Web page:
Schedule 5

Counter-Terrorism Bill – in a Public Bill Committee at 12:15 pm on 13 May 2008.

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Foreign Travel Restriction Orders

Photo of Tony McNulty Tony McNulty Minister of State (Security, Counter-terrorism, Crime and Policing), Home Office

I beg to move amendment No. 158, in page 77, line 30, after ‘order’, insert ‘in respect of a person’.

Photo of Edward O'Hara Edward O'Hara Labour, Knowsley South

With this it will be convenient to discuss the following: Government amendment No. 159.

Amendment No. 211, in page 77, line 33, leave out sub-paragraph (3) and insert—

‘(3) The second condition is that the court making the order is satisfied to the criminal standard that, since being dealt with for the offence by virtue of which those requirements apply, the person has acted in a way that gives reasonable cause to believe it is necessary to make a foreign travel restriction order to prevent the person from taking part in terrorism activity outside the United Kingdom.’.

Government amendment No. 160.

Amendment No. 212, in page 77, line 37, at end insert—

‘(3A) The third condition is that the making of a foreign travel restriction order will not breach any right of free movement within the Treaty on European Union or Directive 2004/38/EC of the European Union or subsequent instrument.’.

Government amendments Nos. 161 to 163

Photo of Tony McNulty Tony McNulty Minister of State (Security, Counter-terrorism, Crime and Policing), Home Office

We will return to some important non-Government amendments in this group. The Government amendments are, again, essentially technical and tidy things up.

Government amendments Nos. 158, 159, 161 and 162 remove references to “defendant” and instead refer to “person”. That is to improve the drafting style, apparently, and bring paragraph 2 in line with the rest of the schedule, which refers to “person” rather than “defendant”.

Government amendment No. 163 removes sub-paragraph (6) from the schedule as it is no longer necessary if references to the “defendant” are removed through the other amendments.

Government amendment No. 160 removes the “reasonable cause to believe” test from the conditions for making a foreign travel order, bringing the provisions into line with the tests for making foreign travel orders under the Sexual Offences Act 2003 and other similar civil orders.

Amendment No. 211 would include in the Bill the requirement that the court applies the criminal standard—beyond reasonable doubt—when considering the reprehensible behaviour. We do not accept the amendment. There is no such express provision in the foreign travel order measures in the Sexual Offences Act, or in relation to the successful football banning orders or other civil orders, such as—notwithstanding the recent interest from their lordships—violent offender orders in the Criminal Justice and Immigration Act 2008. It states “Act” in my notes rather presumptively—I do not think it is an Act yet, is it?

Photo of Tony McNulty Tony McNulty Minister of State (Security, Counter-terrorism, Crime and Policing), Home Office

Okay. It is therefore unnecessary to set the standard to be applied by the court in the Bill. I ask that the amendment be withdrawn or resisted.

Photo of Tony McNulty Tony McNulty Minister of State (Security, Counter-terrorism, Crime and Policing), Home Office

Whenever it is moved, however eloquently it is done, I shall ask for it to be resisted or withdrawn. Amendment No. 212, which we will come on to, would ensure that foreign travel restrictions do not breach any right of free movement within the EU as provided for in the directive. Article 27(1) of the directive provides that member states may restrict the freedom of movement of Union citizens and their family members on the grounds of public policy or public security. Article 27(2) provides that such a measure must be proportionately based exclusively on the personal conduct of the individual concerned, which clearly, these matters are. As and when that is moved, I shall ask again for withdrawal or resistance. Wrapped around those amendments and at the core of this are the Government amendments, which, as I have suggested, are merely tidying up or technical amendments. I commend them, but not amendment Nos. 211 or 212—however eloquently they are about to be moved—to the House.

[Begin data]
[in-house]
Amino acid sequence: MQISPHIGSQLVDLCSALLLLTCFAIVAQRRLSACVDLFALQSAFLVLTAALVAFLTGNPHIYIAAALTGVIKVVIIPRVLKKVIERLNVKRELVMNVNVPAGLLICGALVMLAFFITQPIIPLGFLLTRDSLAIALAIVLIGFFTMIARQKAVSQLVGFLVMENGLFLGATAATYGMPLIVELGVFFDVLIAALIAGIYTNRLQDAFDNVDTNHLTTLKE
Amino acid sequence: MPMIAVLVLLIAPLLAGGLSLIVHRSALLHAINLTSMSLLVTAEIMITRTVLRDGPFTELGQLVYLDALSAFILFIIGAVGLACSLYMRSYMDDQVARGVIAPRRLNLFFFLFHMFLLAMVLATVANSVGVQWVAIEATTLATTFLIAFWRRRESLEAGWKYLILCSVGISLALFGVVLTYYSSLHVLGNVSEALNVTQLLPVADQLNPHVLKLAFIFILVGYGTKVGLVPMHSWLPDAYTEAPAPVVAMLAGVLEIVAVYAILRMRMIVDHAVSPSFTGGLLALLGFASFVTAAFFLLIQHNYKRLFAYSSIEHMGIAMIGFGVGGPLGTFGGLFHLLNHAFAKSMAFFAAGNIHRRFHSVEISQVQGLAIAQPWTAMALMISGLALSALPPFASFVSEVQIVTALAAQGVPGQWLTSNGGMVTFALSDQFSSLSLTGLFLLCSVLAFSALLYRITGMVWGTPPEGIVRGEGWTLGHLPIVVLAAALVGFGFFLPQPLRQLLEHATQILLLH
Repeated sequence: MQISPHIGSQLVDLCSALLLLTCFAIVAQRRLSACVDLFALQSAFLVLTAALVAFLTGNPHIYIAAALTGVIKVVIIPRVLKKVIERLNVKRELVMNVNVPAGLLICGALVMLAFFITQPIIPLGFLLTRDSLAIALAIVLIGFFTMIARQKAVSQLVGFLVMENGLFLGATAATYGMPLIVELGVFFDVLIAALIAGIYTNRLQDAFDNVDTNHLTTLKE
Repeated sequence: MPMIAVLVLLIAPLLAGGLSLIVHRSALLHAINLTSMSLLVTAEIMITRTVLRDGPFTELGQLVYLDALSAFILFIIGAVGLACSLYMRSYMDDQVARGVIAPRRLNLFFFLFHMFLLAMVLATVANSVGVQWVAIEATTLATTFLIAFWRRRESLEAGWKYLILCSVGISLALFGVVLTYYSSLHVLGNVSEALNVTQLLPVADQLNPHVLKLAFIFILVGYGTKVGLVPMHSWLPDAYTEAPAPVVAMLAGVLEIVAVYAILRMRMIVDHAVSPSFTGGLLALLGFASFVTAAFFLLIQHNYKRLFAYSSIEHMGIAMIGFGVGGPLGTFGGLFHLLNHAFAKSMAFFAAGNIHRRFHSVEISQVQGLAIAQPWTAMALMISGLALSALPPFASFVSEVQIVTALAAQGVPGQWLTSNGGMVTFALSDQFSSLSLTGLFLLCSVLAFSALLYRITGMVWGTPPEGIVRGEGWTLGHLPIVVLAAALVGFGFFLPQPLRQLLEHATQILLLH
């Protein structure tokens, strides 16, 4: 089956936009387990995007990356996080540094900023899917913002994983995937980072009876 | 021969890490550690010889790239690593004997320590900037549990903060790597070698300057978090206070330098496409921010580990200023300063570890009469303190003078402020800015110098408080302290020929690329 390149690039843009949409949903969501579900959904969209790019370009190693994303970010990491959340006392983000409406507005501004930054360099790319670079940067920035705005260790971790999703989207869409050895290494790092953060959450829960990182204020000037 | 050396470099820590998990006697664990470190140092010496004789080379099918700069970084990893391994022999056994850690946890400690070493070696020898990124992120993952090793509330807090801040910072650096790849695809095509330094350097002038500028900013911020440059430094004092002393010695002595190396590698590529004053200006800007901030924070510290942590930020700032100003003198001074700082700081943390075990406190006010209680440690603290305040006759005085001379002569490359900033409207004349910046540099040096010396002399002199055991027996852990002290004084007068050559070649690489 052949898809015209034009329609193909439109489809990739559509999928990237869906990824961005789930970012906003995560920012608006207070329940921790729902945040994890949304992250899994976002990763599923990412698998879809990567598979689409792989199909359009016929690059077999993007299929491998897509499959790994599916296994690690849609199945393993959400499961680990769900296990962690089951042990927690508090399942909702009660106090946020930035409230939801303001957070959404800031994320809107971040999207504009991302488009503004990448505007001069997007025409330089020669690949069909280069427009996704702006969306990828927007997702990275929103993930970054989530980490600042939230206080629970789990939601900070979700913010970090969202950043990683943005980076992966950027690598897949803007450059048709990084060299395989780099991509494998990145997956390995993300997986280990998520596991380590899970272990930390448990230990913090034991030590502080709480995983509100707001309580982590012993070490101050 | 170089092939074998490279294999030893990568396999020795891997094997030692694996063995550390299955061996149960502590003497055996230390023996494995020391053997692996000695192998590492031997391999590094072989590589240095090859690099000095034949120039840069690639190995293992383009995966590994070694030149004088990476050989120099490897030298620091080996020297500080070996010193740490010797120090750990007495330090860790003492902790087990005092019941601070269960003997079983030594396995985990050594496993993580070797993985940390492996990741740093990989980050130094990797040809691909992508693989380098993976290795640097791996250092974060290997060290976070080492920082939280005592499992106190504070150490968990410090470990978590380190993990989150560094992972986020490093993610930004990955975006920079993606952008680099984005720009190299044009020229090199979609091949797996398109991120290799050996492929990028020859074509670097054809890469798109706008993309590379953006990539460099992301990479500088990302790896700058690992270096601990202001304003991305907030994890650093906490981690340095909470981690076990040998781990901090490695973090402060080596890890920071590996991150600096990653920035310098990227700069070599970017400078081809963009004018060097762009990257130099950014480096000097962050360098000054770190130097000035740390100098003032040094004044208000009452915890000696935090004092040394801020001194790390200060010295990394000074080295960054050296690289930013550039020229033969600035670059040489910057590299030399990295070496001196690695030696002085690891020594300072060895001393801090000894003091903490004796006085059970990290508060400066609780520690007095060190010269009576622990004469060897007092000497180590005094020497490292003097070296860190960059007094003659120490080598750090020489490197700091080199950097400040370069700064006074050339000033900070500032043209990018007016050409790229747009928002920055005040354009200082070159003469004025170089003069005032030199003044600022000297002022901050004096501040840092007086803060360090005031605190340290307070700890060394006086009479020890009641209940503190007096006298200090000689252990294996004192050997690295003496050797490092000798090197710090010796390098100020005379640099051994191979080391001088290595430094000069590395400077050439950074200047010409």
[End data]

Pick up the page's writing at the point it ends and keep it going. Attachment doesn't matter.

Photo of Dominic Grieve Dominic Grieve Shadow Attorney General

I shall not comment further on the Government amendments. I accept that they are of a fairly minor nature. Amendment Nos. 211 and 212, which the Minister has dismissed before I have had chance to speak to them, were intended to be probing amendments. It is quite important to go back to basics. We have now become quite ready to prohibit people from travelling abroad. We have been doing so for some time and the Minister has rightly highlighted football banning orders and sexual offender orders. Such a measure is, of course, a very serious restriction on the liberty of the subject because historically it was essentially prohibited in the clauses of Magna Carta.

There should be no right to prevent an individual who is in this country and who is not otherwise subject to detention to be brought to trial going to a foreign  country. That said, I will not quibble about there being circumstances in which one should be entitled to do so. We started doing so in the case of football banning orders where there was a clear correlation between the intention of the visit and causing mayhem at a foreign football match. We then moved it on towards sex offenders, again, because of the point about propensity and the clear existence of sexual tourism. In this case, it is clear that the Government will have to be careful about how they exercise this particular power. Will it prevent people from travelling outside the United Kingdom generally or will it prohibit people from travelling outside the United Kingdom to a specified destination because of reasonable grounds that they will engage in terrorism when they get there?